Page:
The Need – Part 1

We all want our children who have experienced abuse or trauma to be healed, to mend and live a normal healthy happy life.


My name is Elaine Carroll, President and CEO of Mending Me™, LLC.  I launched this company to provide tools and methods to help heal children and adults to who have suffered trauma in their lives.  I have my own story of trauma and healing that serves as a foundation for my commitment to this work.  It is an on-going journey for all of us, and I look forward to walking the path to healing with you.



There are approximately 3.6 million children per year in need of healing treatment to recover from abuse, with major repercussions that reach into adulthood.

Statistical Reporting

Sadly, this is a market that is self perpetuating. In many cases, victims of abuse grow up to be abusers themselves. Additionally, poor economic conditions increase abuse due to low self esteem from job loss, inability to provide for ones young, and often side effects such as drug and alcohol abuse that result in child abuse. It is generally accepted by industry experts that though over 3 million incidents are reported in the US annually, the actual number of incidents is probably 3 times that number and is growing. “Experts cannot agree on a single reason for this increase, but most attribute it to both a population increase and an increase in reporting.”

  • Children ages 0-3 are the most likely to experience abuse. About 1 in 50 U.S. infants are victims of nonfatal child abuse or neglect in a year, according to the first national study of the problem in that age group done by the Centers of Disease Control and Prevention along with The Federal Administration for Children and Families.1
  • 1,500 children die every year from child abuse and neglect. That is just over 4 fatalities every day.
  • 79% of the children killed are younger than 4.
  • 1/3 of abused and neglected children will eventually victimize their own children
  • One child is abused every thirty seconds.

Statistics from National Child Abuse Statistics, ChildHelp Prevention and Treatment of Child Abuse

Maltreatment Statistics

During FFY 2006, an estimated 3.6 million referrals, involving approximately 6.0 million children, were made to CPS agencies. The national rate was47.8 referrals per 1,000 children for FFY 2006 compared with 43.9 referrals per 1,000 children for FFY 2005. The rate of all children who received an investigation or assessment increased from 43.8 per 1,000 children for 2002 to 47.8 per 1,000 children for FFY 2006. For FFY 2006, 1,907,264investigations received a disposition. Over a quarter (25.2%) of the investigations that reached the report stage determined that at least one child was a victim of child abuse or neglect. An estimated 905,000 children were victims of maltreatment. The rate of victimization was 12.1 per 1,000 children in the population.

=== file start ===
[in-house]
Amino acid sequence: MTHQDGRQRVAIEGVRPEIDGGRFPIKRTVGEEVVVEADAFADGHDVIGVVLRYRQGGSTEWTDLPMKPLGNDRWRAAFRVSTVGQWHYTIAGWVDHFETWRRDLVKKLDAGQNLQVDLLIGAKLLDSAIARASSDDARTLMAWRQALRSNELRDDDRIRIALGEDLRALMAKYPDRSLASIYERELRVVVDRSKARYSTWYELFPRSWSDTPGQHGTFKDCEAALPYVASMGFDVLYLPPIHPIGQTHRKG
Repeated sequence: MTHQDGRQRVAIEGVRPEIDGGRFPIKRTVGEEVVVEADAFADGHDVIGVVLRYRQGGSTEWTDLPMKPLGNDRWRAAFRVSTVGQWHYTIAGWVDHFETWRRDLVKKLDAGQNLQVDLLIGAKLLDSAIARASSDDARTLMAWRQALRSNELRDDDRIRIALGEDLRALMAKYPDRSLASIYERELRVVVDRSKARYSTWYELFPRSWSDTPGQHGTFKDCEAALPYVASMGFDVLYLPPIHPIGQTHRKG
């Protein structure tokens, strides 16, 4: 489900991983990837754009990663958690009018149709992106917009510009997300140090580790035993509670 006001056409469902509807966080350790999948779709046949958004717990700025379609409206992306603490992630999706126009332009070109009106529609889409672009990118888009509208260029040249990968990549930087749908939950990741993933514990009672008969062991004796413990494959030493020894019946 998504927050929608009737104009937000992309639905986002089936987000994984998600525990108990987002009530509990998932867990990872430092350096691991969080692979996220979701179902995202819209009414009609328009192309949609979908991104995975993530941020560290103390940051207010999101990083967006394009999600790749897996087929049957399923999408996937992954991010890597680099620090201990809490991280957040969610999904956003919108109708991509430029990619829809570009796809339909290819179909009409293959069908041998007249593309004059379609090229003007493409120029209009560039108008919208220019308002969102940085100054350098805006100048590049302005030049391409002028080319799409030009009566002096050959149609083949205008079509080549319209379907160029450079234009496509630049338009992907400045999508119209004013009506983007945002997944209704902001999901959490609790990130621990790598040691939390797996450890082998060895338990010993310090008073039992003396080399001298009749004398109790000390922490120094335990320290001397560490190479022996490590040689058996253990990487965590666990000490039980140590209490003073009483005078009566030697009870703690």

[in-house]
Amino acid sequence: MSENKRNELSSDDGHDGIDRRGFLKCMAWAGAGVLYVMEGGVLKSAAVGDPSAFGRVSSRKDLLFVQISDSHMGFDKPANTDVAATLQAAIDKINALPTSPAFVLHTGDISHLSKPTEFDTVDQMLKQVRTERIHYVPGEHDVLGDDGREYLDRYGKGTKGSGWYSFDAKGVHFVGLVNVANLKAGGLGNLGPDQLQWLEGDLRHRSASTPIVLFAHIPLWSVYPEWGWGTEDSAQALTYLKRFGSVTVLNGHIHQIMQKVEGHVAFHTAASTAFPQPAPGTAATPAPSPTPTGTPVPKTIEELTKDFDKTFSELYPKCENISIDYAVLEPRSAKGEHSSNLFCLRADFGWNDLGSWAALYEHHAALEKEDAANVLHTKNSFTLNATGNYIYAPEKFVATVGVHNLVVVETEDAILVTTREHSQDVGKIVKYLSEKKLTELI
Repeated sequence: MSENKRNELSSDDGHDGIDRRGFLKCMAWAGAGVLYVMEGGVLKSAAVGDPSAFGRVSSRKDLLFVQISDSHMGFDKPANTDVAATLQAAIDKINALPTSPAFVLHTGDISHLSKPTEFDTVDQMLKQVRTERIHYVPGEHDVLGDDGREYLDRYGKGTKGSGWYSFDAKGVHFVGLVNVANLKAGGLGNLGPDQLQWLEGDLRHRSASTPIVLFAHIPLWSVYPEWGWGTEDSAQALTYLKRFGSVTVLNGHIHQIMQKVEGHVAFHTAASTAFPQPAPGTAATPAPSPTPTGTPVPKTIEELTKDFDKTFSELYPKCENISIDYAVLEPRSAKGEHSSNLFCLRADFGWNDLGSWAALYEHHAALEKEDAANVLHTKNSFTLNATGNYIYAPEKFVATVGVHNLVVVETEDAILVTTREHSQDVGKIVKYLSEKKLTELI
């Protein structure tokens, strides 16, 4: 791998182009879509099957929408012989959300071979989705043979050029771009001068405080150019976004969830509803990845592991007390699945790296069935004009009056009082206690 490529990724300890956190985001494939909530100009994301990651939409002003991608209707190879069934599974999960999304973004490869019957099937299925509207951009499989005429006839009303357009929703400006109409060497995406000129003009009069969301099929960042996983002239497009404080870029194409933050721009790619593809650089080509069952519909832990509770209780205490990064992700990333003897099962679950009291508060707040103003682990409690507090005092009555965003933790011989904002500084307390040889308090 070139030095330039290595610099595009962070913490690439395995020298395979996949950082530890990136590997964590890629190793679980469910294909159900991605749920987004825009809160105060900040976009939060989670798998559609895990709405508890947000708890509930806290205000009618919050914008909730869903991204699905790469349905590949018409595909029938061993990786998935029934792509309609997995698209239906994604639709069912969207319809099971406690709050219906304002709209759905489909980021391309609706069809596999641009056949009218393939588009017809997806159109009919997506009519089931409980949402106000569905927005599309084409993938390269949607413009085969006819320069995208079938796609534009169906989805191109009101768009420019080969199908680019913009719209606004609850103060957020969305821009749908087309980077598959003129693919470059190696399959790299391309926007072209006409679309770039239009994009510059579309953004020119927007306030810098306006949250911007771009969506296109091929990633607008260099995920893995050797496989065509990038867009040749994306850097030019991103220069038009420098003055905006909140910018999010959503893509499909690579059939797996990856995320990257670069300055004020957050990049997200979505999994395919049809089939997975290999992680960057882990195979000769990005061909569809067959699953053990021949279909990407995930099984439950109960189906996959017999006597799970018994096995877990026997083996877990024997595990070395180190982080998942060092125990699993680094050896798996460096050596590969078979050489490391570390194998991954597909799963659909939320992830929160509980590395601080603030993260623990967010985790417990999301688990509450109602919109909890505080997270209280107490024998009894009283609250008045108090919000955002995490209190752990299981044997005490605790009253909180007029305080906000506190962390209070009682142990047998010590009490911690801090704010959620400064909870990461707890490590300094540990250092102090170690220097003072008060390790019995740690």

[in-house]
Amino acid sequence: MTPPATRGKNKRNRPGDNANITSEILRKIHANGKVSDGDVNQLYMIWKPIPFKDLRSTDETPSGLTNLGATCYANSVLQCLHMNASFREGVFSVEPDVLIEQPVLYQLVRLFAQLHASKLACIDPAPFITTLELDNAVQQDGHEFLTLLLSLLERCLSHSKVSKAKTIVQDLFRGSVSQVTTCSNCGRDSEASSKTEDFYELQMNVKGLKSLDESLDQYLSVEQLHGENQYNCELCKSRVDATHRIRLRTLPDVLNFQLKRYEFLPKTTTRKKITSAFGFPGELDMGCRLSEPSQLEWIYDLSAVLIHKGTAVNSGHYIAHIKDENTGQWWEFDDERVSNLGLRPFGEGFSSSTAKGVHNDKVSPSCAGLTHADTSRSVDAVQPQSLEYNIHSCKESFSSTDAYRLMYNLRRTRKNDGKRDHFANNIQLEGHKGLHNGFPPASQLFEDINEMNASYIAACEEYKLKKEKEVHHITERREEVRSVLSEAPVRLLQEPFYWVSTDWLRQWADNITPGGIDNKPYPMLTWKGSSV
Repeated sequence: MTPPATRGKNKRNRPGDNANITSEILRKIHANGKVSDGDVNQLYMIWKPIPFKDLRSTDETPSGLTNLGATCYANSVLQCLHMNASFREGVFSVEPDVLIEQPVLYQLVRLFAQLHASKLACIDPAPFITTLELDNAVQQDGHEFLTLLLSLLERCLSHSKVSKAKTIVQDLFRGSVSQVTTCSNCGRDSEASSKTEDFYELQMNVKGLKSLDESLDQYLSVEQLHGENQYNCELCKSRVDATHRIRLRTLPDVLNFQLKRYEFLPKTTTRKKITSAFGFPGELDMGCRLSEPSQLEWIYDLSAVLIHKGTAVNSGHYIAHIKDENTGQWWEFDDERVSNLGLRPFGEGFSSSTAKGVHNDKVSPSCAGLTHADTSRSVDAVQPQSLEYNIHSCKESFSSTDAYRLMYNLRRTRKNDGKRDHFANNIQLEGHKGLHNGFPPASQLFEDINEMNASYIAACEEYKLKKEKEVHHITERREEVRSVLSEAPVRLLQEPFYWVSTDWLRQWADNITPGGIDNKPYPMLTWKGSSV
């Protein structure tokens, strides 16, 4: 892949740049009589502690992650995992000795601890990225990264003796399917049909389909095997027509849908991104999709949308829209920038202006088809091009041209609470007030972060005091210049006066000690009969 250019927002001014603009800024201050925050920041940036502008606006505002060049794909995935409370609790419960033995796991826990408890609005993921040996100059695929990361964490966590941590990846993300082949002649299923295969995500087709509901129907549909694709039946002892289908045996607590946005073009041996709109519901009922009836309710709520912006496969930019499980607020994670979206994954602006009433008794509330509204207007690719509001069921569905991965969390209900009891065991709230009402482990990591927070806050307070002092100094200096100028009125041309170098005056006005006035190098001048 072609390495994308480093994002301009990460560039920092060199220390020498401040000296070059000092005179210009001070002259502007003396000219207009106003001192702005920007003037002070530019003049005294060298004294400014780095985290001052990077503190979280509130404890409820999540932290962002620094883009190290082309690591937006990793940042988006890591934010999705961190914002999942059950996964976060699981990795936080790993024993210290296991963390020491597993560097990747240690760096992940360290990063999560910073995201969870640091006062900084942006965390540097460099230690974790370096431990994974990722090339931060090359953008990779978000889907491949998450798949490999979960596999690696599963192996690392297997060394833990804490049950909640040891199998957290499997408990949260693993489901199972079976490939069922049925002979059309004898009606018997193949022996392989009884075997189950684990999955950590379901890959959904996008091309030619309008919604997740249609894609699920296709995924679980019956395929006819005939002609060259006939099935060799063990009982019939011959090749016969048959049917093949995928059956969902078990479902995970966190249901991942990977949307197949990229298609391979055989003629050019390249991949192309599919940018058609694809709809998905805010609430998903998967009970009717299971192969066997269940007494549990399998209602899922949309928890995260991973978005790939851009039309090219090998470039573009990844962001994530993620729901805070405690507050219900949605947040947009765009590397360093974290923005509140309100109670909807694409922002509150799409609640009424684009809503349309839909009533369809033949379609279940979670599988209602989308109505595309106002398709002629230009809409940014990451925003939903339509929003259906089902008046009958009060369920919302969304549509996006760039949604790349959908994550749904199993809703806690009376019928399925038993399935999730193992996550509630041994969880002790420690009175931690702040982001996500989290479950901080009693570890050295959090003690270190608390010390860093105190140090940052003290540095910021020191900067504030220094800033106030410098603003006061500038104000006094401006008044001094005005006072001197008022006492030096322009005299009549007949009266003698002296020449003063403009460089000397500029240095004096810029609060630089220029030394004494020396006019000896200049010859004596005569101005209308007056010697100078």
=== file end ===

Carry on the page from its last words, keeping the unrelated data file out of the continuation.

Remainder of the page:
Types of Maltreatment

During FFY 2006, 64.1% of victims experienced neglect,

  • 16.0% were physically abused, 8.8% were sexually abused,
  • 6.6% were psychologically maltreated, and
  • 2.2% were medically neglected.
  • In addition, 15.1% of victims experienced such “other” types of maltreatment as “abandonment,” “threats of harm to the child,” or “congenital drug addiction.”  States may code any condition that does not fall into one of the main categories—physical abuse, neglect, medical neglect, sexual abuse, and psychological or emotional maltreatment—as “other.” These maltreatment type percentages total more than 100 % because children who were victims of more than one type of maltreatment were counted for each maltreatment.*

Sex and Age of Victims

  • For FFY 2006, 48.2% of child victims were boys, and 51.5% of the victims were girls.
  • The youngest children had the highest rate of victimization. The rate of child victimization of the age group of birth to 1 year was 24.4 per 1,000 in the same age group. T
  • The rate of child victimization of the age group of 1 year to 3 years was 14.2 per 1,000 children of the same age group.
  • The victimization rate of children in the age group of 4-7 years was 13.5 per 1,000 children in the same age group.
  • The victimization rate of children in the age group of 8-11 years was 10.8 per 1,000 children in the same age group.
  • The victimization rate of children in the age group of 12-15 years was 10.2 per 1,000 children in the same age group.
  • The victimization rate of children in the age group of 16-17 years was 6.3 per 1,000 children in the same age group.
  • Nearly three-quarters of child victims (72.2%) ages birth to 1 year and age group of 1–3 (72.9%) were neglected.

As you can see, it is critical that multiple solutions/tools be provided so that physicians, psychologists, therapists and counselors, shelters, caseworkers, child facilitators, teachers, etc. can provide therapeutic interventions for these children.

Stay tuned for my next article.

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